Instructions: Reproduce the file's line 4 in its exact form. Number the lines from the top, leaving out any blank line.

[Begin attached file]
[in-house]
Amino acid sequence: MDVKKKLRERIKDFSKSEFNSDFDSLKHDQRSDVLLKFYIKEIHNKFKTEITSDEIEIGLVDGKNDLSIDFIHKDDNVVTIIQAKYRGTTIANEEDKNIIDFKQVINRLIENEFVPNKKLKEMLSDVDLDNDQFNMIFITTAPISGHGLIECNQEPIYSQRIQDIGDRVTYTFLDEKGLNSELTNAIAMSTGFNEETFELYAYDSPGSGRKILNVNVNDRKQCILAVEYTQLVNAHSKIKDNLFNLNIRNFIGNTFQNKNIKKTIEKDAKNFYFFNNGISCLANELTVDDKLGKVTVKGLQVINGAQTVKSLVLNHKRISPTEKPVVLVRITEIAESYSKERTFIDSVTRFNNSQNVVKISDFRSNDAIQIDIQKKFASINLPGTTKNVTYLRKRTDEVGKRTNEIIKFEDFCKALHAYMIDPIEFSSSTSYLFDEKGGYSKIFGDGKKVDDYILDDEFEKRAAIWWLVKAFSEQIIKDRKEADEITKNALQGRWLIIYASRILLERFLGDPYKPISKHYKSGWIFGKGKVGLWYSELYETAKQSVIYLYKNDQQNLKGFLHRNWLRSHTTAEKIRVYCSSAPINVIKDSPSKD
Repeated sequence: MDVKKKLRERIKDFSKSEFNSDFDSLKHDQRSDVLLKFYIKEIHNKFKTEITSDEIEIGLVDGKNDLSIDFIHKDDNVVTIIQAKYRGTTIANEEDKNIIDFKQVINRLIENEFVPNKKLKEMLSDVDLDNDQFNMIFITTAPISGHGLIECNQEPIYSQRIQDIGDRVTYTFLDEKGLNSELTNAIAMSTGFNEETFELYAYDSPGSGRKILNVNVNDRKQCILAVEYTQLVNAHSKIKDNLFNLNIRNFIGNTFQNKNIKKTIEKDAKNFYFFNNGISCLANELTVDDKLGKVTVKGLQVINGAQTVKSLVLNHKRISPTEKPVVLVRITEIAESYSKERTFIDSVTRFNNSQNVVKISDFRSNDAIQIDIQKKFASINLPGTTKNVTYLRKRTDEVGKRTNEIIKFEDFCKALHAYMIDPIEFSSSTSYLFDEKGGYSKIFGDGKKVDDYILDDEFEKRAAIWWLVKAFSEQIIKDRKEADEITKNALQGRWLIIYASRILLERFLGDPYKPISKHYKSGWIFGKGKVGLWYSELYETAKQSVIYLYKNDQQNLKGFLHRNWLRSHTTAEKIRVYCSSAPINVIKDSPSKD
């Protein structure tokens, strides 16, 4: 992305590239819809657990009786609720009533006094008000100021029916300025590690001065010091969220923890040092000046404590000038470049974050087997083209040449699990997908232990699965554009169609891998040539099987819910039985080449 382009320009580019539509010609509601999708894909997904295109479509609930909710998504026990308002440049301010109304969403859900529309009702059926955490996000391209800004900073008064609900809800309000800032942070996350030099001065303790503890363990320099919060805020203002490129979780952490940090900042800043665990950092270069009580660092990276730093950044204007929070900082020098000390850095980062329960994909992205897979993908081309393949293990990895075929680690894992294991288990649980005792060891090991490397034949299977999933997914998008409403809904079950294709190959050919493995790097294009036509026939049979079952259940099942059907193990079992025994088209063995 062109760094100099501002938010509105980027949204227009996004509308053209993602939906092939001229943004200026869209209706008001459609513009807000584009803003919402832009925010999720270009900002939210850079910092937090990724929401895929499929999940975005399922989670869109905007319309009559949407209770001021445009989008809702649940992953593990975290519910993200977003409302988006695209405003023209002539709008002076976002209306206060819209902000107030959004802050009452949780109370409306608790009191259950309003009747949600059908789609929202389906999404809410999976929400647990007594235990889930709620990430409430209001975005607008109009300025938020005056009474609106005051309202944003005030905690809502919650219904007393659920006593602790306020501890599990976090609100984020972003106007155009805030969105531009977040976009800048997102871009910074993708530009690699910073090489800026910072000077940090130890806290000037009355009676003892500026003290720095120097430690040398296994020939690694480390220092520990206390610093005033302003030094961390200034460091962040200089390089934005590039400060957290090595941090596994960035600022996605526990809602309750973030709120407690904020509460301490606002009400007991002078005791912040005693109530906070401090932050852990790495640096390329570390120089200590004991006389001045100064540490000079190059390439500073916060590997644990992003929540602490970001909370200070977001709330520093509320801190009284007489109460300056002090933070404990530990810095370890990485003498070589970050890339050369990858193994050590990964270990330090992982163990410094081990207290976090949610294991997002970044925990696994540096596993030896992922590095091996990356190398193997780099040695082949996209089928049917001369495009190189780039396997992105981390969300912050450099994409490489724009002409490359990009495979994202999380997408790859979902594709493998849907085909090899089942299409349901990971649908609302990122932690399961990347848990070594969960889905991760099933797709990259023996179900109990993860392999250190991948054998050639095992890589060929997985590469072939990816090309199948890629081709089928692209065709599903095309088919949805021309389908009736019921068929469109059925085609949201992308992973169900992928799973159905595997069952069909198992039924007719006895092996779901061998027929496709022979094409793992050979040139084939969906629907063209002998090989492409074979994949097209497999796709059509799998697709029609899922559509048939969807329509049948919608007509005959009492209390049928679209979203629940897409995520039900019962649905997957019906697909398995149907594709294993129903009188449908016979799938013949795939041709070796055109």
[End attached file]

């Protein structure tokens, strides 16, 4: 992305590239819809657990009786609720009533006094008000100021029916300025590690001065010091969220923890040092000046404590000038470049974050087997083209040449699990997908232990699965554009169609891998040539099987819910039985080449 382009320009580019539509010609509601999708894909997904295109479509609930909710998504026990308002440049301010109304969403859900529309009702059926955490996000391209800004900073008064609900809800309000800032942070996350030099001065303790503890363990320099919060805020203002490129979780952490940090900042800043665990950092270069009580660092990276730093950044204007929070900082020098000390850095980062329960994909992205897979993908081309393949293990990895075929680690894992294991288990649980005792060891090991490397034949299977999933997914998008409403809904079950294709190959050919493995790097294009036509026939049979079952259940099942059907193990079992025994088209063995 062109760094100099501002938010509105980027949204227009996004509308053209993602939906092939001229943004200026869209209706008001459609513009807000584009803003919402832009925010999720270009900002939210850079910092937090990724929401895929499929999940975005399922989670869109905007319309009559949407209770001021445009989008809702649940992953593990975290519910993200977003409302988006695209405003023209002539709008002076976002209306206060819209902000107030959004802050009452949780109370409306608790009191259950309003009747949600059908789609929202389906999404809410999976929400647990007594235990889930709620990430409430209001975005607008109009300025938020005056009474609106005051309202944003005030905690809502919650219904007393659920006593602790306020501890599990976090609100984020972003106007155009805030969105531009977040976009800048997102871009910074993708530009690699910073090489800026910072000077940090130890806290000037009355009676003892500026003290720095120097430690040398296994020939690694480390220092520990206390610093005033302003030094961390200034460091962040200089390089934005590039400060957290090595941090596994960035600022996605526990809602309750973030709120407690904020509460301490606002009400007991002078005791912040005693109530906070401090932050852990790495640096390329570390120089200590004991006389001045100064540490000079190059390439500073916060590997644990992003929540602490970001909370200070977001709330520093509320801190009284007489109460300056002090933070404990530990810095370890990485003498070589970050890339050369990858193994050590990964270990330090992982163990410094081990207290976090949610294991997002970044925990696994540096596993030896992922590095091996990356190398193997780099040695082949996209089928049917001369495009190189780039396997992105981390969300912050450099994409490489724009002409490359990009495979994202999380997408790859979902594709493998849907085909090899089942299409349901990971649908609302990122932690399961990347848990070594969960889905991760099933797709990259023996179900109990993860392999250190991948054998050639095992890589060929997985590469072939990816090309199948890629081709089928692209065709599903095309088919949805021309389908009736019921068929469109059925085609949201992308992973169900992928799973159905595997069952069909198992039924007719006895092996779901061998027929496709022979094409793992050979040139084939969906629907063209002998090989492409074979994949097209497999796709059509799998697709029609899922559509048939969807329509049948919608007509005959009492209390049928679209979203629940897409995520039900019962649905997957019906697909398995149907594709294993129903009188449908016979799938013949795939041709070796055109």